The city of Tacoma boasts its own treasure chest of jewels, known as the Museum of Glass. Into the midst of all that color and sparkle will soon come the artistic element of motion. It arrives as a special Art Inspires Art event on Saturday, March 8, sponsored by Dance Theatre Northwest and titled “TRIBUTE: Tradition in Translation." DTN’s Artistic Director Melanie Kirk-Stauffer has interpreted the glass museum’s current exhibitions as dances. Paid admission to the museum includes the opportunity to see seven FREE performances of classical and contemporary ballet and jazz by the DTN dance artists, which will accompany Kirk-Stauffer's slide show and lecture on how the art of glass inspired her own art of choreography. Performances begin at 1 p.m. and 3 p.m. Prepare to be dazzled by what Kirk-Stauffer calls “dance illuminations.”
“Years ago as part of a formal study of aesthetics,” Kirk-Stauffer said, “I was given the assignment of researching, then writing, the ‘definition of beauty.’ Eights weeks later, I completed my personal definition with the realization that a universal theme had emerged from first glance to in-depth contemplation, for every work of art. Rhythm, line, color or reflection of light, repetition, perspective and personal awareness come into play in the creation of things delightful, entrancing, captivating, elusive, hypnotic, mysterious, or transitory.”
My Webster’s dictionary defines “beauty” as “the quality or aggregate of qualities in a person or thing that gives pleasure to the senses or pleasurably exalts the mind or spirit” and the word “illuminate” as “to enlighten spiritually or intellectually.” Both of those words relate to the exhibits and the dances they’ve inspired. Kirk-Stauffer says her “dance Illumination” presentations provide the opportunity to share insights into how she translates ideas, creations, sounds, and rhythms into dance.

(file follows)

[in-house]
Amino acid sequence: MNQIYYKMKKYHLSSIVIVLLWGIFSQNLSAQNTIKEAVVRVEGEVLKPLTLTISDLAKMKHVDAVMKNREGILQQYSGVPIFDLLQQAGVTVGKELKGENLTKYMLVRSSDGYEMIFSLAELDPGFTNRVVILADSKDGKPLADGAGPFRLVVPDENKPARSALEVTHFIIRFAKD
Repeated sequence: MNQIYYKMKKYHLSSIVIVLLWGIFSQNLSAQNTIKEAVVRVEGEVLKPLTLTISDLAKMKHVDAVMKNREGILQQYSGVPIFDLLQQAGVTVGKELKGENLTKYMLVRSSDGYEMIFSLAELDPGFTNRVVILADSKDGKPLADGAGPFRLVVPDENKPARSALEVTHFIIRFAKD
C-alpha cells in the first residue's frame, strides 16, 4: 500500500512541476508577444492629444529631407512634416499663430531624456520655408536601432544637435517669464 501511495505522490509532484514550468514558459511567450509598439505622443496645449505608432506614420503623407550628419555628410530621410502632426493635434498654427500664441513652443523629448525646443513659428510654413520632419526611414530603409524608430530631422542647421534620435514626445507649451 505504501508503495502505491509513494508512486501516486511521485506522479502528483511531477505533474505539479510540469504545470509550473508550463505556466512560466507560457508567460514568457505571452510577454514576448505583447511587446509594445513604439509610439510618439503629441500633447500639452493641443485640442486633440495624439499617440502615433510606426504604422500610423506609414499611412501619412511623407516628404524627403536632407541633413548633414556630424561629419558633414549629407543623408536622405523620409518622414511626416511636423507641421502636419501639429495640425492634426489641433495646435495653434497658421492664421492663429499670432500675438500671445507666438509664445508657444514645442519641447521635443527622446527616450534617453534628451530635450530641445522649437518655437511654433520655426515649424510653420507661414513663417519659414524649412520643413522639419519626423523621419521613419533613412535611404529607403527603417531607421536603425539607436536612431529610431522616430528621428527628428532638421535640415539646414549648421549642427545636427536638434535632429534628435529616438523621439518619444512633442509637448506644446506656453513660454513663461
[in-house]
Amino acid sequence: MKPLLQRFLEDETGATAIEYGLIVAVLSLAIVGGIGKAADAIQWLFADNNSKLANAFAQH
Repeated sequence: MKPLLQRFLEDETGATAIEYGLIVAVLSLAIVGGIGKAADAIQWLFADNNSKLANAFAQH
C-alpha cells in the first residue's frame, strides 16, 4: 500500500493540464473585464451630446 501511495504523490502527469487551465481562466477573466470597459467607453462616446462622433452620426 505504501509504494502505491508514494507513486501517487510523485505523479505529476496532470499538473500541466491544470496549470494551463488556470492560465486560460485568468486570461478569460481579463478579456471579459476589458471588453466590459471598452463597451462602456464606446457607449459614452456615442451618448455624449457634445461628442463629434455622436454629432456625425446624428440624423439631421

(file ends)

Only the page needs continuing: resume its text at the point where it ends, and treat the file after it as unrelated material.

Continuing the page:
The title feature of the “TRIBUTE: Tradition in Translation” show is a ballet in four parts, and its name reflects the name of the exhibit called “Caution! Fragile. Irish Glass: Tradition In Transition.” This exhibit explores the past, present, and future of Irish glass through the work of glass artists Róisín de Buitléar and Fred Curtis.
Dale Chilhuly’s Irish Cylinders, and glass artists Dante Marioni, Anna Skibska, Ben Edols, Kathy Elliott, and Kelly Knickerbocker, inspired Kirk-Stauffer to choreograph other dances performed at this event, as did an exhibit of exquisite blue and green Czechoslovakian glass perfume bottles and bedroom accessories from the 1920s and ‘30s called “Bohemian Boudoir.”
Dance Theatre Northwest's delightful contribution to this Family Day at the museum offers programs at 1 p.m. and 3 p.m., which each last about one hour. They will include jazz and ballet pieces already in the Dance Theatre Northwest repertoire as well as those inspired by the exhibits. In addition to the “TRIBUTE” ballet, visitors will see:
Capriccio One (duet)
Capriccio Two (five dancers)
Man on the Street (jazz)
Fire To Rain (Lauren Trodahl- contemporary ballet)
One Voice (Allison Zakharov - contemporary ballet)
We Didn't Start The Fire (jazz)
Nite Lites (jazz)
Featured performers will be Chhay Mam, Allison Zakharov, Lauren Trodahl, Amelia Arial, Oceana Thunder, Solana Sartain, and Gregory Peloquin.
For more information:
Dance Theatre Northwest website is http://DTNW.org, phone 253-778-6534
Museum of Glass website is http://museumofglass.org, phone (866) 468-7386
Location:1801 Dock Street
Tacoma, Washington 98402-3217
Tacoma, Washington 98402-3217
All photos by Maks Zakharvo courtesy of Dance Theatre Northwest.
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